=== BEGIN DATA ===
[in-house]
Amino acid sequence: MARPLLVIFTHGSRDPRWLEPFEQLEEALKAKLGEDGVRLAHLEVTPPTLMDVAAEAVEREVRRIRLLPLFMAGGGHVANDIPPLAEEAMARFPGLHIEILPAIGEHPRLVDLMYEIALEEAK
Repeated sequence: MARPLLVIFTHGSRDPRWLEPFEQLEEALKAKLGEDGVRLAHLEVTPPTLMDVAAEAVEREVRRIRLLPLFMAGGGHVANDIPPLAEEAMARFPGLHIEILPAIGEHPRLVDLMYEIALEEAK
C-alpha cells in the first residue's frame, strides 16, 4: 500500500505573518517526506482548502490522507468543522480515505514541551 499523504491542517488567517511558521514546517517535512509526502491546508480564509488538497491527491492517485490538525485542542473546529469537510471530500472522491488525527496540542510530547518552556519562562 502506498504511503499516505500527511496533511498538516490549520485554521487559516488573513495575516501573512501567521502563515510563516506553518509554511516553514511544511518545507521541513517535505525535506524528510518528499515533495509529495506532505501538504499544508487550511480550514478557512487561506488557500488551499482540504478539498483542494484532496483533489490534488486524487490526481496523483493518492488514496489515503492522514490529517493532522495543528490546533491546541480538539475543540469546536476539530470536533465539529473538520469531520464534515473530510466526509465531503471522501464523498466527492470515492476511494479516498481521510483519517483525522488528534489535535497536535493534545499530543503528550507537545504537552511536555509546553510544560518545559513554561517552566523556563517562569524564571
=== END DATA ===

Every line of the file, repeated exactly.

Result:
[in-house]
Amino acid sequence: MARPLLVIFTHGSRDPRWLEPFEQLEEALKAKLGEDGVRLAHLEVTPPTLMDVAAEAVEREVRRIRLLPLFMAGGGHVANDIPPLAEEAMARFPGLHIEILPAIGEHPRLVDLMYEIALEEAK
Repeated sequence: MARPLLVIFTHGSRDPRWLEPFEQLEEALKAKLGEDGVRLAHLEVTPPTLMDVAAEAVEREVRRIRLLPLFMAGGGHVANDIPPLAEEAMARFPGLHIEILPAIGEHPRLVDLMYEIALEEAK
C-alpha cells in the first residue's frame, strides 16, 4: 500500500505573518517526506482548502490522507468543522480515505514541551 499523504491542517488567517511558521514546517517535512509526502491546508480564509488538497491527491492517485490538525485542542473546529469537510471530500472522491488525527496540542510530547518552556519562562 502506498504511503499516505500527511496533511498538516490549520485554521487559516488573513495575516501573512501567521502563515510563516506553518509554511516553514511544511518545507521541513517535505525535506524528510518528499515533495509529495506532505501538504499544508487550511480550514478557512487561506488557500488551499482540504478539498483542494484532496483533489490534488486524487490526481496523483493518492488514496489515503492522514490529517493532522495543528490546533491546541480538539475543540469546536476539530470536533465539529473538520469531520464534515473530510466526509465531503471522501464523498466527492470515492476511494479516498481521510483519517483525522488528534489535535497536535493534545499530543503528550507537545504537552511536555509546553510544560518545559513554561517552566523556563517562569524564571